Getting ready to head to EPIC 2007

EPIC 2007 webpageIts that time of the year, and I am writing as a way to procrastinate finishing my PowerPoint for EPIC 2007, a conference being held in Keystone Colorado for people doing ethnography in industry contexts. I am on a panel called Engaged Clients: Stories of Collaboration on Thursday afternoon.
I’ll post pictures as I get the chance!

A Great Day for the Anthropologically Minded

When understanding culture is your abiding interest and passion, everyday is a good day to be an anthropologist, however yesterday supplied us with some particularly exciting media happenings.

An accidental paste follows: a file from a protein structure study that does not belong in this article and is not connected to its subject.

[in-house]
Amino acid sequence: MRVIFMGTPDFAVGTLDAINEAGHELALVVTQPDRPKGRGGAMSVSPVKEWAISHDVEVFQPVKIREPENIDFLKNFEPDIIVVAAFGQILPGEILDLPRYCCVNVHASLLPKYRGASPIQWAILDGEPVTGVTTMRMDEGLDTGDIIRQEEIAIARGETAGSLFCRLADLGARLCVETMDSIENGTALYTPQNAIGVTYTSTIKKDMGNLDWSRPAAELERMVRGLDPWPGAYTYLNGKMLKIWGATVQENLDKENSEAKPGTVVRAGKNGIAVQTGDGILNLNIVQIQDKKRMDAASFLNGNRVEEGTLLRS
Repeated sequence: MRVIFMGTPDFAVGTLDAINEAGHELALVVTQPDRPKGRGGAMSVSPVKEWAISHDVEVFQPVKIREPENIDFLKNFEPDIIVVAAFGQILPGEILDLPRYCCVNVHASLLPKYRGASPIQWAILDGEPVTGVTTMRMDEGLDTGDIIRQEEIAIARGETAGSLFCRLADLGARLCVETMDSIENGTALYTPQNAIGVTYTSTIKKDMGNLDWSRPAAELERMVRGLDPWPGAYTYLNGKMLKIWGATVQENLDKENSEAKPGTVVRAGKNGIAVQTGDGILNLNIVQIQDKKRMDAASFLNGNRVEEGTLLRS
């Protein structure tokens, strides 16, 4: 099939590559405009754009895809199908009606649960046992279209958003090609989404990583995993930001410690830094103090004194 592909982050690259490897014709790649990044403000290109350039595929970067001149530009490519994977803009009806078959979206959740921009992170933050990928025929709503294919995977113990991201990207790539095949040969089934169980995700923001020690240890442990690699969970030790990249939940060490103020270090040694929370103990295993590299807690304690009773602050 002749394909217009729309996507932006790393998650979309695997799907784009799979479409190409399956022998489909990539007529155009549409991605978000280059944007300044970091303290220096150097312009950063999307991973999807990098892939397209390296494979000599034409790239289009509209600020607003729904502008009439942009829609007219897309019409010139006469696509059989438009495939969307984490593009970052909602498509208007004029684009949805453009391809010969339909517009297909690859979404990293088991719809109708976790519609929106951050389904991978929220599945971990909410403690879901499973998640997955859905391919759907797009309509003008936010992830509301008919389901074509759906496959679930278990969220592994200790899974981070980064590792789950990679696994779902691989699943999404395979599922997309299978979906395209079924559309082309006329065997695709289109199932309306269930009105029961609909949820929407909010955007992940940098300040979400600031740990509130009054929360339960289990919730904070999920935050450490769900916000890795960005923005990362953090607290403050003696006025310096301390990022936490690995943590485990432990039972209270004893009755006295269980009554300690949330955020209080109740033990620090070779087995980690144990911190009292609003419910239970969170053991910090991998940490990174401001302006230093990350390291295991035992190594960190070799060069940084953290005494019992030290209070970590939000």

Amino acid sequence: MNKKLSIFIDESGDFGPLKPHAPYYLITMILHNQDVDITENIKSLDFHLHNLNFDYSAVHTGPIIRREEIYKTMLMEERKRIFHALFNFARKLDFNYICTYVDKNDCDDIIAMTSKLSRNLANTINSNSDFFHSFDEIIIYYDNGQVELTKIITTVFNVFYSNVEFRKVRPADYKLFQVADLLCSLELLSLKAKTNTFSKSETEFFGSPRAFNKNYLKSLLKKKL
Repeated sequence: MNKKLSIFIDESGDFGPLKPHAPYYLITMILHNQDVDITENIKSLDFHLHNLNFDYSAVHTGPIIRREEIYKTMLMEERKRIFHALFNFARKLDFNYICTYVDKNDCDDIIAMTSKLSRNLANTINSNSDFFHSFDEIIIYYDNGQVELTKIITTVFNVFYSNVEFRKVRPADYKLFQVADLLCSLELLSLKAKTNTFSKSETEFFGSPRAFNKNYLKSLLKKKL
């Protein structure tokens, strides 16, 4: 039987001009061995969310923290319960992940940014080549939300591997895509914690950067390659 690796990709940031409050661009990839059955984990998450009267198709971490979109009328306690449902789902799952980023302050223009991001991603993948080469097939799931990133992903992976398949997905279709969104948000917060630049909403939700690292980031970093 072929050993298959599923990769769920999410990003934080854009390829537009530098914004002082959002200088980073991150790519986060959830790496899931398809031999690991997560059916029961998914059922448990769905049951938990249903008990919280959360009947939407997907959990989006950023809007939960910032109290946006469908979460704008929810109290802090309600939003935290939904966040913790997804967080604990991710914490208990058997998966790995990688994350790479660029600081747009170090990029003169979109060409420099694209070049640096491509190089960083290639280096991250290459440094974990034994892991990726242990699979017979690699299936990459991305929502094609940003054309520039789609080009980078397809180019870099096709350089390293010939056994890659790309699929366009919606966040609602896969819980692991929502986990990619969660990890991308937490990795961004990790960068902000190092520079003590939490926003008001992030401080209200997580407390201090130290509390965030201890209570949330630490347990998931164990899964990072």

First of all, news broke that during his appearance at Columbia University, Iran’s President Mahmoud Ahmedinejad had let it be known that there are no gay people in Iran. This is an exciting development for anthropologists wishing to study one of those ever elusive “purely heterosexual” societies. Now, if anyone knows where we can find a matriarchy (or maybe the missing link?) I’ll be ready to retire. This news also prompted giggling around the country as various sassy pundits (including on the local San Francisco dance music radio station – FM 92.7) suggested helpfully some version of the idea “Well, maybe they just keep their gays in public restrooms — you know, like the Republican Party does over here.”